The Federation of Danish Investment Associations (InvesteringsForeningsRådet) has reacted to proposals published by the Danish Financial Supervisory Authority (Finanstilsynet) for improving investor returns by reiterating its members' commitment to best practice, to maintain competitiveness against European peers.
The Federation of Danish Investment Associations (InvesteringsForeningsRådet) has reacted to proposals published by the Danish Financial Supervisory Authority (Finanstilsynet) for improving investor returns by reiterating its members’ commitment to best practice, to maintain competitiveness against European peers.
Like a number of other markets, Denmark saw its local fund industry post a new record total AUM in 2013 – DKK1.385trn (€186bn) – following a 14% increase in AUM through the year. This followed research published by Morningstar, which suggested Danish, along with other Nordic based funds, offer some of the best asset weighted ongoing charges available in Europe – effectively meaning that the industry is run on a competitive basis when compared to some other European fund markets.
Danish Investment Associations remain among the best collective investments in Europe in terms of value generated for investors, said Jens Jørgen Holm Møller, managing director of the Federation (pictured).
“We want Danish investors’ returns in future to also be among the best in Europe.”
The Supervisory Authority, Finanstilsynet, has proposed “10 ways to lower costs and better returns” in a report published via its website: http://www.finanstilsynet.dk/~/media/Nyhedscenter/2014/Omkostningsunders%C3%B8gelse%202013.ashx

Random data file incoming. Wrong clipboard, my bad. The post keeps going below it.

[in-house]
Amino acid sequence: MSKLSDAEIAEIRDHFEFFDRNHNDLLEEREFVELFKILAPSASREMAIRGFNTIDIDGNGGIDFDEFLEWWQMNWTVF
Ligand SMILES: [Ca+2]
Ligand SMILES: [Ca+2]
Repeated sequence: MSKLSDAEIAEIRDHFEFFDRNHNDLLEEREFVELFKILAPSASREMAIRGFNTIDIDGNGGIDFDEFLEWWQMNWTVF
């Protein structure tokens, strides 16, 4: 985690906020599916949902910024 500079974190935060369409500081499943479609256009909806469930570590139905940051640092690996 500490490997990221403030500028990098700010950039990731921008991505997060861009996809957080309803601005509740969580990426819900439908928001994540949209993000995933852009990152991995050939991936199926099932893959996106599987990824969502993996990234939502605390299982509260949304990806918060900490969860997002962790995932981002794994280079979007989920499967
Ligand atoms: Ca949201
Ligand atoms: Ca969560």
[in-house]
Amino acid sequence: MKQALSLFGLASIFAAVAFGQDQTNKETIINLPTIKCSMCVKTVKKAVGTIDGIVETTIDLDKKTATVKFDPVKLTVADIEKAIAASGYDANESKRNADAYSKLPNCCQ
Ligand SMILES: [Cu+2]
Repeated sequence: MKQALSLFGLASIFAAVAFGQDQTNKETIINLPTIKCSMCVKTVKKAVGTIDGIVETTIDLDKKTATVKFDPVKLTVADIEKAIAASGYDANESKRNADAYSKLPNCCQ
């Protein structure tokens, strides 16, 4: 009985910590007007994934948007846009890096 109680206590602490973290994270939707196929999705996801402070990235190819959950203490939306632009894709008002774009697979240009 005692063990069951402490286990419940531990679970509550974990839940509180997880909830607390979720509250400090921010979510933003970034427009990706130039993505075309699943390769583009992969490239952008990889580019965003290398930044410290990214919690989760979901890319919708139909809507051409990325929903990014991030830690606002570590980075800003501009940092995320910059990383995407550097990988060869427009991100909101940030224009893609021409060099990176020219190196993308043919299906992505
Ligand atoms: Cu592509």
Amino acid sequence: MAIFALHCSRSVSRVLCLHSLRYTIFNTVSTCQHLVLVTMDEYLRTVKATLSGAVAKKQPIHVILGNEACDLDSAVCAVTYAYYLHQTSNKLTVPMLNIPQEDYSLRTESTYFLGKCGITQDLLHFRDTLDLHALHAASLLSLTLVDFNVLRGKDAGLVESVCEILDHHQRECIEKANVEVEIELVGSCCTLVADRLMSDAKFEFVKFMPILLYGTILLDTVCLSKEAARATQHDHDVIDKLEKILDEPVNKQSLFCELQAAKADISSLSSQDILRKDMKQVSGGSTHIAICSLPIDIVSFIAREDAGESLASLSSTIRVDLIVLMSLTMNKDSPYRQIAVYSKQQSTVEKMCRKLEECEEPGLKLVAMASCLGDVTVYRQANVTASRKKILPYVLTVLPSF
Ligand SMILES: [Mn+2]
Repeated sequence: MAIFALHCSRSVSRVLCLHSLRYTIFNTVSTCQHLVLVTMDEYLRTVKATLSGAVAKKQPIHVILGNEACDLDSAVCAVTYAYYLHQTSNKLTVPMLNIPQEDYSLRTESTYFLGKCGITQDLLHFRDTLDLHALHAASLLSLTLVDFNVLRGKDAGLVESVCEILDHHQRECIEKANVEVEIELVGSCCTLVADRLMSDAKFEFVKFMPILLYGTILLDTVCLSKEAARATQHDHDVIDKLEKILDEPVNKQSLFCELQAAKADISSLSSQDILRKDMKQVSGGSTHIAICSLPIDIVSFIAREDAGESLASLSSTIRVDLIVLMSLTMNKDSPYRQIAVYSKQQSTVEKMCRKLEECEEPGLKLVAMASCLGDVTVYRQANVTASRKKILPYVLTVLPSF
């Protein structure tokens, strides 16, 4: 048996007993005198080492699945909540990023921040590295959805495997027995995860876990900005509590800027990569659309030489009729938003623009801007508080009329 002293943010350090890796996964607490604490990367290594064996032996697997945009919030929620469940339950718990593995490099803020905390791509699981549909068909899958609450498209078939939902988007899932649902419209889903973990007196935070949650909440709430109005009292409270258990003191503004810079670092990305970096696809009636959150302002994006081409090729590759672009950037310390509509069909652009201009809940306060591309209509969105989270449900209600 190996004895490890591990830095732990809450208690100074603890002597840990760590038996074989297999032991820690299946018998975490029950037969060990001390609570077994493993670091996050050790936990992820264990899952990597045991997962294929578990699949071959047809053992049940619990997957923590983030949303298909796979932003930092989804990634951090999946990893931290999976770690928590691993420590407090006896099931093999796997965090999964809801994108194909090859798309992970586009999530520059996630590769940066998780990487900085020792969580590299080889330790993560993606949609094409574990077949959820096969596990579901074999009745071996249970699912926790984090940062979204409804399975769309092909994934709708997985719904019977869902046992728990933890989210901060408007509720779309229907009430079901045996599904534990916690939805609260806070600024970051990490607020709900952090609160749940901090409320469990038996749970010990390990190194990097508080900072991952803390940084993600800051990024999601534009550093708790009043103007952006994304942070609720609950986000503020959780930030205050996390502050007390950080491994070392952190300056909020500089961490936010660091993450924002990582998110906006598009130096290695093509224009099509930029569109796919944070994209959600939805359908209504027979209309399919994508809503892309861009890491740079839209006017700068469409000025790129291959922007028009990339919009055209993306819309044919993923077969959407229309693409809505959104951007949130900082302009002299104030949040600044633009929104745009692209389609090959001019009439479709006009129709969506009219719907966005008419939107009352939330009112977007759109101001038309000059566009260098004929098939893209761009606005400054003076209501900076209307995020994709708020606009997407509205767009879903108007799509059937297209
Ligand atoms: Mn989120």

The report is based on resarch into 10 providers, which it says account for 70% of the Investment Association market: BankInvest, Danske Invest, Handelsinvest, Jyske Invest, Maj Invest, Nordea Invest, Nykredit Invest, SEBinvest, Sparinvest, and Sydinvest.
The gist of the report is that the Authority has suggested the boards of local Investment Associations are not maximising the opportunity to bring down costs and thereby improve returns for investors.
In particular, there are ways for variable costs to be pushed down, the regulatory authority suggests.
it is this conclusion that has caused it to propose 10 ways for the industry to think about how to lower costs, including:
– reducing variable costs such as commission and advisory
– setting cost targets relative to competitors
– seeking to better use economies of scale
– be more critical when it comes to choice of portfolio adviser
– use a stricter procedure for choosing portfolio advisers
– set performance targets relative to competitors
– react faster to poor performance
– determine responses to poor performance
– consider passive investing as an alternative to poorly performing active management
– evaluate the quality of the advice involved in the investment process
Møller described the work of the Supervisory Authority as useful input into the industry’s own work to institute best practice for those managing Investment Associations.
He said the Federation agreed that its members should only take on the necessary costs, but underlined the fact that cost levels in the local industry currently sit below the EU average.
“Danish Investment Associations offer competitive cost levels. The average investor with DKK460,000 invested in a fund save DKK1,000 annually by using a Danish Investment Association instead of an average European [fund],” he added.
And notwithstanding commitments to lower costs, the primary objective of local collective investments are to deliver the best risk adjusted return to investors.